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Old 08-15-2014, 01:11 PM   #1
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Insulation idea?

Looked in interior and exterior repair forum and did not see an insulation sub category, so I hope this is in the correct place-

1971 31' Sovereign full chassis off resto-mod.
It will be a fulltime live in unit.

We noticed the pink fiberglass insulation that it had in it was junk when we gutted the interior and do NOT want to use the same type of insulation as we re-install interior skin.

We are looking at Foam-It-Green spray in foam insulation at least for the walls/ceiling and also maybe the under floor deck area.

Has anyone used this product before here?
Pros/Cons?

It is COSTLY for sure, but on paper sounds like a good option as it supposedly provides a great vapor barrier, bug and rodent resistance, mold/mildew/fungus free, R13 value at 1.75" thick + or-, fire resistant rating is the highest, non toxic....
I know sales pitches are always exaggerated but seems like a good possibility

???????
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Old 08-15-2014, 01:38 PM   #2
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I have been rebuilding an old Spartan that the PO had covered with a spray foam insulation. He had covered the interior as well as the frame and trailer's underbelly. The trailer was completely encased with the stuff. Despite leaks from every window, door and vent the insulation was in great shape. The floor was a mess and had to be replaced, and getting the shell off the frame was a major ordeal. Every bolt holding the shell down had to be excavated with a chisel and hammer. The frame had to be scrapped clean to assure no underlying rust issues. The old plywood had to be pryed off with a crowbar. Snadblasting didn't bother it, every chemical I tried didn't phase it. Only tool that was somewhat effective was a wire brush on a drill. Talk about a mess in the Texas summer heat! The only reason I bring all this up is to say it is an "irreversible step". That is not a bad thing as long as you never have to get to the componets that my be covered by the foam. Having seen how tough the stuff was I would think it a good choice. Didn't mold, degrade, rot or deform. Just be sure it is the last thing you do. I left as much as I could thinking it would be a great insulator.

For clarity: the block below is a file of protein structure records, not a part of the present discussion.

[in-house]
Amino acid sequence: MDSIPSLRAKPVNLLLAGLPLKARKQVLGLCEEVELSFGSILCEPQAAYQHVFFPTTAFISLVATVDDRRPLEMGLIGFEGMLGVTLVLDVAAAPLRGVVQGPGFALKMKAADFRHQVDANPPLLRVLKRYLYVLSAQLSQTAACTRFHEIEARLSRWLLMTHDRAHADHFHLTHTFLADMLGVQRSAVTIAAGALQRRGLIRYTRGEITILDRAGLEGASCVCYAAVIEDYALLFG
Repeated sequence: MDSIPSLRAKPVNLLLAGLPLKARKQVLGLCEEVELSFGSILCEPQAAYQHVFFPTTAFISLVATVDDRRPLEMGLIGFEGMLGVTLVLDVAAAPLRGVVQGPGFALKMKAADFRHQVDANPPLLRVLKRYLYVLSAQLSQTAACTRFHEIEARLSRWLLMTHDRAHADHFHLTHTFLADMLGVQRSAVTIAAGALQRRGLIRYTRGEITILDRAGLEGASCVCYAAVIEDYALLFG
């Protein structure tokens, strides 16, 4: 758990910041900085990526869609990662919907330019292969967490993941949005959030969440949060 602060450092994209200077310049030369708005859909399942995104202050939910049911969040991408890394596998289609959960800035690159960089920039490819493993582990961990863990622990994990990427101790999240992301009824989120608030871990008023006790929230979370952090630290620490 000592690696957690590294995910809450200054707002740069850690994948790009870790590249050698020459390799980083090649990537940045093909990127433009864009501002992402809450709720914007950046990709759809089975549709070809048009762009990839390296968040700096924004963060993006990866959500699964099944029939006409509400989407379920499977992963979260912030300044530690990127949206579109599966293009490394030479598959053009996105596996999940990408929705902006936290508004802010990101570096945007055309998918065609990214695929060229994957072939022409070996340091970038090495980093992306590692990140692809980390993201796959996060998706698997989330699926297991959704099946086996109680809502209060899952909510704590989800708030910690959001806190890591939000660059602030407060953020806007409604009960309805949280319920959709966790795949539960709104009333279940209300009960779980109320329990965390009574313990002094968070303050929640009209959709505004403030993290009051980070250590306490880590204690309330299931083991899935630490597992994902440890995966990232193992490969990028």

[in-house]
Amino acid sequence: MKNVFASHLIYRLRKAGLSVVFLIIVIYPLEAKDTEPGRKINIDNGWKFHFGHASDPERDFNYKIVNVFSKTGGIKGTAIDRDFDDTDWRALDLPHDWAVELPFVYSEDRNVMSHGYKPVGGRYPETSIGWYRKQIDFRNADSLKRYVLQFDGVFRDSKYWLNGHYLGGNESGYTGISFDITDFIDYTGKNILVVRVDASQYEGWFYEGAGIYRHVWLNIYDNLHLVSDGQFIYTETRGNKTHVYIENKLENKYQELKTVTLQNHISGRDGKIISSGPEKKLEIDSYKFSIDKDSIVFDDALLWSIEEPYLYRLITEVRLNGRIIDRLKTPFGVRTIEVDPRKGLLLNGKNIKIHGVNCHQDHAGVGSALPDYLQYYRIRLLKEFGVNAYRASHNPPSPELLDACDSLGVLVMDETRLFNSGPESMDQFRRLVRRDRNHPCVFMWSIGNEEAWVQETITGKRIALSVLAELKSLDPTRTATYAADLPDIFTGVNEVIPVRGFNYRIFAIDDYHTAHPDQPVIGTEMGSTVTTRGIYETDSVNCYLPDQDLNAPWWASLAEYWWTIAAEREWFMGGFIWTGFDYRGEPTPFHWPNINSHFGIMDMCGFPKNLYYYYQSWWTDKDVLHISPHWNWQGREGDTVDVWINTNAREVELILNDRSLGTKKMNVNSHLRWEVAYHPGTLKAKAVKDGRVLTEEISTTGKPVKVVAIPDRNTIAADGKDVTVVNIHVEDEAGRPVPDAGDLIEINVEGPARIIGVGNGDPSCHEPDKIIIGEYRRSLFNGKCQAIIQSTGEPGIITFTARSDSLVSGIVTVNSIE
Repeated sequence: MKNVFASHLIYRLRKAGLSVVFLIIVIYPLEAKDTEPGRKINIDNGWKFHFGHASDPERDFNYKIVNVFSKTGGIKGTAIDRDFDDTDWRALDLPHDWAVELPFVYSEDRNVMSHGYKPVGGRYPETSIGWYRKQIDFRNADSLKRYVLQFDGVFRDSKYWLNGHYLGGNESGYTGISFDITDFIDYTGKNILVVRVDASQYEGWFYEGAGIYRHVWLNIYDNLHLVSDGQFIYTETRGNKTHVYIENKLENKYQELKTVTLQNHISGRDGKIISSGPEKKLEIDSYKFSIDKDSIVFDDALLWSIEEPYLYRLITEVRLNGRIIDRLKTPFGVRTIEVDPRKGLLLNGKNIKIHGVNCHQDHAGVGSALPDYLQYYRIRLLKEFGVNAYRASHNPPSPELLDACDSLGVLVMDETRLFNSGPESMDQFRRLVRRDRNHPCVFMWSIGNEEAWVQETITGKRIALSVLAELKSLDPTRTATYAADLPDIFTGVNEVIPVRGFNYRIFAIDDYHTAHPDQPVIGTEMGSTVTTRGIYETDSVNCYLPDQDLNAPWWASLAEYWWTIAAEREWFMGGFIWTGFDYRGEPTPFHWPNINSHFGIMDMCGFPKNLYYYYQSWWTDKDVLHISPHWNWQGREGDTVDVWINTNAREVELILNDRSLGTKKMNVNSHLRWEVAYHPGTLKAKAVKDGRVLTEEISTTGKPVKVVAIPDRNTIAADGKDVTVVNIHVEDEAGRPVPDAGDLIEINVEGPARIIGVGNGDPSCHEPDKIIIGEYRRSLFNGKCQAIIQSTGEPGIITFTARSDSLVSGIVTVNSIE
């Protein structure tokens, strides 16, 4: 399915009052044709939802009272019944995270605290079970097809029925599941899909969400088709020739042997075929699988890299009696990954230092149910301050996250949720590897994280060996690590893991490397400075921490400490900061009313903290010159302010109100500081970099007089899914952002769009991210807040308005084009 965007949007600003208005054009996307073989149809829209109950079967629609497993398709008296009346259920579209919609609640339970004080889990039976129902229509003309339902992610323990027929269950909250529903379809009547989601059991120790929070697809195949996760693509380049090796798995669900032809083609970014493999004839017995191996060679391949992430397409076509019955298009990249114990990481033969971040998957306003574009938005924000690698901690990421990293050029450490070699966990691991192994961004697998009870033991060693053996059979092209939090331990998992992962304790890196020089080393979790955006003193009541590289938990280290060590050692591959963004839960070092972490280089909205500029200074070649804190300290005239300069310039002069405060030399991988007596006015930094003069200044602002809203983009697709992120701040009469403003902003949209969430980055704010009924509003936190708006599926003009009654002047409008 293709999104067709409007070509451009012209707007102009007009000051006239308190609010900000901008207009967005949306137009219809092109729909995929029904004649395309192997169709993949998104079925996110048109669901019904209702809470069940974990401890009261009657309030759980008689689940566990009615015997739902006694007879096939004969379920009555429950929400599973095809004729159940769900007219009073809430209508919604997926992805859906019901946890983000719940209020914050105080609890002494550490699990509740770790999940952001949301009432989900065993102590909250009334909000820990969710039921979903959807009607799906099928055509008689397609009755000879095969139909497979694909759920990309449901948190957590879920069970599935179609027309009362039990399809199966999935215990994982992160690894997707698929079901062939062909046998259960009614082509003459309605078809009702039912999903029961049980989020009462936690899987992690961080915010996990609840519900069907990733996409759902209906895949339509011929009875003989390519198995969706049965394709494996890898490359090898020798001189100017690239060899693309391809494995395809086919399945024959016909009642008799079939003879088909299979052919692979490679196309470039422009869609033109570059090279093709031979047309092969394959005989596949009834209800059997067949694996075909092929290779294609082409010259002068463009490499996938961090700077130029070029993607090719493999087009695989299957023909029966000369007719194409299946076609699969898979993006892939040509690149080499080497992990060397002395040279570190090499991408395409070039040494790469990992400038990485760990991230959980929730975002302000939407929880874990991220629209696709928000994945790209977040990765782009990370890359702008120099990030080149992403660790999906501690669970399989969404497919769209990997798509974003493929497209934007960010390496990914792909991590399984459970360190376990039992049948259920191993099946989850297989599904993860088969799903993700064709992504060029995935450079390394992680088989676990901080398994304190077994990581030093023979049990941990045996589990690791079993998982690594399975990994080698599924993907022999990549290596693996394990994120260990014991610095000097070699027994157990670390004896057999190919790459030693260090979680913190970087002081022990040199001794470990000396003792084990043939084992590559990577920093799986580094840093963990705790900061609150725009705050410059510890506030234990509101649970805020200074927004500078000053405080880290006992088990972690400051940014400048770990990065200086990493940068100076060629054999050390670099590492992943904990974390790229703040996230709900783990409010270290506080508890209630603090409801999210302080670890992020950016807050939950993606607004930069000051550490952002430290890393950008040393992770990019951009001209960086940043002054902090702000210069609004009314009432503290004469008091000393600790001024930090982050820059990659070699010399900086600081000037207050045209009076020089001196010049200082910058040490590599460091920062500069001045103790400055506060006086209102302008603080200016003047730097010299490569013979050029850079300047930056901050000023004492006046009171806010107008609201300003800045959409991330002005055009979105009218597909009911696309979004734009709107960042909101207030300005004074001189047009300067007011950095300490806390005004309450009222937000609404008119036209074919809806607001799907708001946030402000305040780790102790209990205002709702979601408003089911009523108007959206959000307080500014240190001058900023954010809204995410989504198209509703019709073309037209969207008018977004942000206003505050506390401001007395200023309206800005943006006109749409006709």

As the trailer is going back together I may spray the exposed surfaces again. However, if the trailer ever geeds any work I will sell it before I try to dig through the foam again.Very light weight and indestructable.

I don't know what brand it was. It was a light beige color.
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Old 08-15-2014, 01:39 PM   #3
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Quote:
Originally Posted by MacDad View Post
Looked in interior and exterior repair forum and did not see an insulation sub category, so I hope this is in the correct place-

1971 31' Sovereign full chassis off resto-mod.
It will be a fulltime live in unit.

We noticed the pink fiberglass insulation that it had in it was junk when we gutted the interior and do NOT want to use the same type of insulation as we re-install interior skin.

We are looking at Foam-It-Green spray in foam insulation at least for the walls/ceiling and also maybe the under floor deck area.

Has anyone used this product before here?
Pros/Cons?

It is COSTLY for sure, but on paper sounds like a good option as it supposedly provides a great vapor barrier, bug and rodent resistance, mold/mildew/fungus free, R13 value at 1.75" thick + or-, fire resistant rating is the highest, non toxic....